Sunday, July 30, 2017

img_5666.jpgWe met up with Jenny, her boyfriend and a friend of hers at a coffee shop with a beautiful view overlooking the West Lake and interviewed the friend, a man in his late 20s, divorced, and convinced her boyfriend to let us interview him as well. We only recorded the interviews with audio because the first guy said he was afraid of our documentary going viral. I took this as a compliment.

I had a banana latte with jellies in it and loved it. Since I arrived, I haven’t had a coffee drink that I haven’t loved yet, actually.

While Trang interviewed the two men in Vietnamese, I was able to catch up with Jenny some. It feels like everything she says inspires me in some way. She talked about “those who grow and those who age” and how she grew through her experiences with traveling. She said to her boyfriend, “Maybe we should visit the United States next?” He said, “Let’s wait four years for Trump to be out.” She asked me who I had voted for and talked about how her perceptions of our presidential election and current political climate were limited because she only knows through Vietnamese media, comparing it to how my perceptions about Vietnam before visiting here were also limited by my media. I don’t think there are many perceptions about Vietnamese society back home in the United States. All I’ve ever heard is people talking about the war and the assumption that the whole country is a jungle (not true).


Mealtimes were hectic for some reason today. Lunch was at the most crowded restaurant I’ve ever been to, where we were ushered upstairs to an even more crowded room filled with what looked to me like plastic kiddie tables and stools. I should know by now that these tables and chairs are the norm here and are indeed for adults, but it still makes me laugh… until I’m sitting at one and my legs don’t fit under the table and I end up spilling all the food dripping from my chopsticks onto my lap because of how far it has to travel to my mouth and I’m continually kneed in the back and at one point have a server’s rear end literally sitting on my shoulder and everyone in the room is in such close proximity to each other that you have to yell over everyone else just to be heard by the person sitting next to you. Everywhere I go, I feel like I have to suck in and still end up knocking something off a table with my hips. If this is how I feel at 5’3″, I can’t imagine a 6’0″ man surviving here.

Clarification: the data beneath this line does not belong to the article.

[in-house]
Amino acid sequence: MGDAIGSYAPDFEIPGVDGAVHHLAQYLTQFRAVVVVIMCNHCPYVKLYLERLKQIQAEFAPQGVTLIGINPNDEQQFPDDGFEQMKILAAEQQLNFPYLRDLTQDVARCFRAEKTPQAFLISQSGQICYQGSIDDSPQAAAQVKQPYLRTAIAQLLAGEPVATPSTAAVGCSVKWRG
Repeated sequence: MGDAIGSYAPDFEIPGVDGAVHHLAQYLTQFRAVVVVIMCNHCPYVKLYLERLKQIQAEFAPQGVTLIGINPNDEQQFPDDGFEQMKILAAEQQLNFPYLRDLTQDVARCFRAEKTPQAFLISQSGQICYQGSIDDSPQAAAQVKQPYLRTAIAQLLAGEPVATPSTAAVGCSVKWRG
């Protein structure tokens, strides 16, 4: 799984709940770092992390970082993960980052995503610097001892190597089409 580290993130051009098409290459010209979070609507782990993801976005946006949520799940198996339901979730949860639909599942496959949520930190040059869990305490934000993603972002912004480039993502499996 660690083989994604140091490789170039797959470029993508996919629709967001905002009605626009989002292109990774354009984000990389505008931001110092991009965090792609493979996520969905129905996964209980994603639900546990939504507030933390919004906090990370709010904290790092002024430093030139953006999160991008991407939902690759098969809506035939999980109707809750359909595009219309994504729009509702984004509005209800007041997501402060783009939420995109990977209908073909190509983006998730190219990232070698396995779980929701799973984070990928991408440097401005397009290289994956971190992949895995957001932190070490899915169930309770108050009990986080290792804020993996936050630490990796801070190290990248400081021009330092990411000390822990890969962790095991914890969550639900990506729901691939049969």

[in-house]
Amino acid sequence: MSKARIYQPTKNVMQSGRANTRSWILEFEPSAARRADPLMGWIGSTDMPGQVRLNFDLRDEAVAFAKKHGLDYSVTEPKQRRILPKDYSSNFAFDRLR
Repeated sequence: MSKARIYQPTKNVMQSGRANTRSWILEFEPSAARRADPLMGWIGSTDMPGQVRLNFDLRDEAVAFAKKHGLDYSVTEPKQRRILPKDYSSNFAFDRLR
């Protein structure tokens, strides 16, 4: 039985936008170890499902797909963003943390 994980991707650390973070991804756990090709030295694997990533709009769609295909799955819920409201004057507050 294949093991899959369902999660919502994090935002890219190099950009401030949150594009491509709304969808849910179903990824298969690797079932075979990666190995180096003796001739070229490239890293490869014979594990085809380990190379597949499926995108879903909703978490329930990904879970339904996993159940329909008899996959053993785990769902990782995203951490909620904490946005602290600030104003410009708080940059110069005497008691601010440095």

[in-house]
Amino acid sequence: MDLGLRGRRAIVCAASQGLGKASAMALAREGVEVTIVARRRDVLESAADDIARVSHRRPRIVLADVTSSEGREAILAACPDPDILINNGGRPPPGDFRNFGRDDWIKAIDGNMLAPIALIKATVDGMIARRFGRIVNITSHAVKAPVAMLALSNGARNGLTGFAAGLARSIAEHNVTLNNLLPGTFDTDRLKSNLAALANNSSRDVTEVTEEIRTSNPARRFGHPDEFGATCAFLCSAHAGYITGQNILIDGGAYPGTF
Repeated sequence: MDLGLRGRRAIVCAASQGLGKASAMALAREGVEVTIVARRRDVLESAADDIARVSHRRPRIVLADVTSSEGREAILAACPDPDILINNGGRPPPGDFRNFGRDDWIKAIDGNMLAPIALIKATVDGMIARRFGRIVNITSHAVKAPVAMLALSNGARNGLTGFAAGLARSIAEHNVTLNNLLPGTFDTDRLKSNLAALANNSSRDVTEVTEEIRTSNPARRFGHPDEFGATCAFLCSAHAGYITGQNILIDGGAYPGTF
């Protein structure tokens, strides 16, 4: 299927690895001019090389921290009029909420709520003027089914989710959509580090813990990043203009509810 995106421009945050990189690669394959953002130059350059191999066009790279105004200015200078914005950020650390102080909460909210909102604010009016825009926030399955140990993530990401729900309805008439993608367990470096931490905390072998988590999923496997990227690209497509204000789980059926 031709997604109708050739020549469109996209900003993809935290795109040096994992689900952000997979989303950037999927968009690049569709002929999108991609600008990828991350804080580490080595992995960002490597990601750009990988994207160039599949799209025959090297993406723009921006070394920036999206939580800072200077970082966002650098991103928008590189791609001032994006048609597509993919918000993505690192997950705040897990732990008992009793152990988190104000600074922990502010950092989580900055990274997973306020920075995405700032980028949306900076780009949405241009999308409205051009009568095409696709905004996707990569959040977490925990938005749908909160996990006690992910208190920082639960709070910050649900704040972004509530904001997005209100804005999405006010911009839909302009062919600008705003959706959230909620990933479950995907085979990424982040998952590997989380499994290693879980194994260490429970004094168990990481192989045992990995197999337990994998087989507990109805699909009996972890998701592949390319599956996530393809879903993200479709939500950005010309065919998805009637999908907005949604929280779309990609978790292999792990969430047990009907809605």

The food was good, though. It reminded me of beef stew.


We went out for dinner with Trang’s family and another family. We ate at a “hotpot” restaurant, where you sit around a table with an actual hot pot in the middle that cooks your food in layers. The food was really tasty: all kinds of steamed vegetables, chicken, beef, mushrooms. I tried chicken with black skin for the first time. It was smaller than other chickens and had so little meat that it didn’t seem worth all the work to eat it. For dessert, we had watermelon, white guava and pineapple that you dipped in a salt-chili mixture, which tasted exactly like the Mexican seasoning Tajín.

The diet change still hasn’t settled with me yet. At this point, I’ve accepted that my stomach will experience a little turmoil for the rest of my time here. Trang’s mom was concerned that I’ve lost five pounds and said I should eat more (we have four meals a day and I’m full after each one). I explained (through Trang) that it’s just because I’m eating healthier and she shouldn’t worry. I have pork with almost every meal and I still feel good. I’m happy eating fruits I’ve never previously heard of for dessert. With all the water I’m drinking to survive in the 100 degree weather and the 75% humidity, my skin hasn’t been this clear since probably second grade. I could get used to this.

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